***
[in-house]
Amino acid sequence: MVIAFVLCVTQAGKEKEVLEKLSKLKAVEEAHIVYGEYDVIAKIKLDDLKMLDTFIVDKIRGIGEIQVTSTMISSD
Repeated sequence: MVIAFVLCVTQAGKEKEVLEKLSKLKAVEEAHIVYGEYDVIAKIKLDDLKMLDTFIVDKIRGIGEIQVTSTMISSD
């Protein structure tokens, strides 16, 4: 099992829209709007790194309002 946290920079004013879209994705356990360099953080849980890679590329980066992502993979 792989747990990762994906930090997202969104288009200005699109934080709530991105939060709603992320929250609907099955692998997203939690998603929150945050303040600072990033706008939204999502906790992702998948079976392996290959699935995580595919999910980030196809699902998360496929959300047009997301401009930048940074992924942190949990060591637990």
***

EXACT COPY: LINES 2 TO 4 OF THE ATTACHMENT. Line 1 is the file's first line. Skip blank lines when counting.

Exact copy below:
Amino acid sequence: MVIAFVLCVTQAGKEKEVLEKLSKLKAVEEAHIVYGEYDVIAKIKLDDLKMLDTFIVDKIRGIGEIQVTSTMISSD
Repeated sequence: MVIAFVLCVTQAGKEKEVLEKLSKLKAVEEAHIVYGEYDVIAKIKLDDLKMLDTFIVDKIRGIGEIQVTSTMISSD
């Protein structure tokens, strides 16, 4: 099992829209709007790194309002 946290920079004013879209994705356990360099953080849980890679590329980066992502993979 792989747990990762994906930090997202969104288009200005699109934080709530991105939060709603992320929250609907099955692998997203939690998603929150945050303040600072990033706008939204999502906790992702998948079976392996290959699935995580595919999910980030196809699902998360496929959300047009997301401009930048940074992924942190949990060591637990």